Bogdanovic, who made 7 of 9 3-pointers, kept his focus after two quick fouls in the first quarter and had to leave briefly in the fourth when he picked up his fifth foul. The seven 3-pointers tied a franchise playoff record, also held by Reggie Miller twice, Chuck Person and Paul George.

“I thought it was going to be another poor performance from myself, but in the second half I started hitting shots and started feeling (much) better and I think a did a great job (Friday night),” the Croatian forward said.

Bogdanovic said he was most pleased with his defense against James.

“Everybody thought before this season that I cannot play defense,” he said. “I don’t say that I am playing great defense, but I am working hard at trying to make it tough for each offensive player that I am guarding.”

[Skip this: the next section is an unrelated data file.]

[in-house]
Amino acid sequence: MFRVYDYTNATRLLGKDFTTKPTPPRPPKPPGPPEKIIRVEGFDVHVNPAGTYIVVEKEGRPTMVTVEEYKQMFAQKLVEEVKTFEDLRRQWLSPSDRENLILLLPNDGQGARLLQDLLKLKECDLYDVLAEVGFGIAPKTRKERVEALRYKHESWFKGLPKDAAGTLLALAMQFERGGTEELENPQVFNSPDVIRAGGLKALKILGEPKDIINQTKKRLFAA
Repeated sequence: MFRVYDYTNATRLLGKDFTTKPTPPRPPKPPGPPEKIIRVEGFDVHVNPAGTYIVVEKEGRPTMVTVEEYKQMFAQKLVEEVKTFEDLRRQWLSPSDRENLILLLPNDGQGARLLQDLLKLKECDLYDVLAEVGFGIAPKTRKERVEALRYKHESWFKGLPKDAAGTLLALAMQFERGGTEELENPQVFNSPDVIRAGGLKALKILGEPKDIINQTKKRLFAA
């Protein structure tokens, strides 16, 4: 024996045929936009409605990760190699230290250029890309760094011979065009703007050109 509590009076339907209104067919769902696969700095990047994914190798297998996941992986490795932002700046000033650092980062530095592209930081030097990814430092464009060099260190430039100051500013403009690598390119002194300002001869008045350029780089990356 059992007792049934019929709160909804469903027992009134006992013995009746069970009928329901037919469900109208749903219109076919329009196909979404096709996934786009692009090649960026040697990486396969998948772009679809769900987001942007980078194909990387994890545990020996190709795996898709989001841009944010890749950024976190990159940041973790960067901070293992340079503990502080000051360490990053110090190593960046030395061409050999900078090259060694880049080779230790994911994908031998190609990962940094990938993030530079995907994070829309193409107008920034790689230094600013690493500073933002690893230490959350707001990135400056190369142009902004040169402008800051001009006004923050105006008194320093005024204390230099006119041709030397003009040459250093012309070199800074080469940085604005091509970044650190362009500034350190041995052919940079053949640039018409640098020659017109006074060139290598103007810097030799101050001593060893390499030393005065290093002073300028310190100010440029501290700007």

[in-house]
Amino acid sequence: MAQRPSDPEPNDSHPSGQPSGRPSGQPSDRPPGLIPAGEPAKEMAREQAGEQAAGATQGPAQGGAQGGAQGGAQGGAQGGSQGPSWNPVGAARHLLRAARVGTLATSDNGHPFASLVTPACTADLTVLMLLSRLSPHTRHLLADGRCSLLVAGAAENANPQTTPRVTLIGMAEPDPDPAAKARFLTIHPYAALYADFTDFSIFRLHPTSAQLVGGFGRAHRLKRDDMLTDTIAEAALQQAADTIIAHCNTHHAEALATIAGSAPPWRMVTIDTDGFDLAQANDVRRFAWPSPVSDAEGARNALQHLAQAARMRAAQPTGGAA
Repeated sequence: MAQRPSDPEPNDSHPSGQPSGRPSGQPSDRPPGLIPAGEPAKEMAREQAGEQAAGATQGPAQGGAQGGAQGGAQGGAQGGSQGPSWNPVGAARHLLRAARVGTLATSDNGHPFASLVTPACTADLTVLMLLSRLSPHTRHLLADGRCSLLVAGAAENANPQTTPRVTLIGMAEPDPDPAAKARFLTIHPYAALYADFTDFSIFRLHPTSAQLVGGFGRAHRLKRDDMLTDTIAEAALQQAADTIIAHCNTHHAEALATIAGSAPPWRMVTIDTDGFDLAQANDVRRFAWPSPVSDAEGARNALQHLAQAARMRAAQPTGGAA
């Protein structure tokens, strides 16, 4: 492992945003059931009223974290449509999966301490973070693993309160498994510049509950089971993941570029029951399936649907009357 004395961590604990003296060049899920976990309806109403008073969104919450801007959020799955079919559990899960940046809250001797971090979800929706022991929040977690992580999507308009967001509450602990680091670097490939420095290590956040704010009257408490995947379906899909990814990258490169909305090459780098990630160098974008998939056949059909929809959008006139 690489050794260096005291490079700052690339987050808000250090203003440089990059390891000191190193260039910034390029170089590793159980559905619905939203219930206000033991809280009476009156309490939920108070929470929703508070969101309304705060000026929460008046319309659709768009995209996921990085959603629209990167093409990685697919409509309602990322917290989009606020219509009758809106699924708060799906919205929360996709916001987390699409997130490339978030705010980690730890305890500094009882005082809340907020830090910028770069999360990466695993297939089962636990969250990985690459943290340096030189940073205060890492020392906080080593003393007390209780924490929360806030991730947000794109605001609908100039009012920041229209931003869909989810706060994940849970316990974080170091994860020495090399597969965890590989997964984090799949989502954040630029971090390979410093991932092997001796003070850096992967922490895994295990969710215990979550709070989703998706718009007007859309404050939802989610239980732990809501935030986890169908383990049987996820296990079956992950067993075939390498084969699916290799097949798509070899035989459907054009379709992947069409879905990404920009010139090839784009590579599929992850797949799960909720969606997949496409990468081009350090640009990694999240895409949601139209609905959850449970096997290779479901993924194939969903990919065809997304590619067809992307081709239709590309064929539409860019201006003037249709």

Bogdanovic said he tries to push James so he catches the ball far from the basket.

“Against those type of players you just try to stay aggressive on them,” Bogdanovic said.

Pacers coach Nate McMillan was impressed with his ability to produce both ways.

“You’re taking a pounding if you’re on the defensive end of the floor if you’re guarding LeBron,” McMillan said. “But offensively he found some energy. He got some good looks and he knocked them down.”

The Pacers came back to win eight times during the regular season after being down 15 or more points.

“We’ve been resilient,” guard Victor Oladipo said. “We made an adjustment in the second half and it helped us. But it’s only one game; I’m looking forward to Sunday.”